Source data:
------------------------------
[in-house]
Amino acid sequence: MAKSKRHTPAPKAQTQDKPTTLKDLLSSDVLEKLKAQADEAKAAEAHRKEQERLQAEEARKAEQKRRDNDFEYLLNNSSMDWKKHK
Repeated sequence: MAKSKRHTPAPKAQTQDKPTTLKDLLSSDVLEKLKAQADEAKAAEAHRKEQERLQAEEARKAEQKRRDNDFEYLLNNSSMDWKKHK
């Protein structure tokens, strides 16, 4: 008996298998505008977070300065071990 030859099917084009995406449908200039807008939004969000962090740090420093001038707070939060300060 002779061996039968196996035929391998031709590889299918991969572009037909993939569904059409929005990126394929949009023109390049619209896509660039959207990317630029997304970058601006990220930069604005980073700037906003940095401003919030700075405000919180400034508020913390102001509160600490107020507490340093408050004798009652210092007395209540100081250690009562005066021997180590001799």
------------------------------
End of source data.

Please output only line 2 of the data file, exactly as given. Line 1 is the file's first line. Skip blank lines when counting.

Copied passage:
Amino acid sequence: MAKSKRHTPAPKAQTQDKPTTLKDLLSSDVLEKLKAQADEAKAAEAHRKEQERLQAEEARKAEQKRRDNDFEYLLNNSSMDWKKHK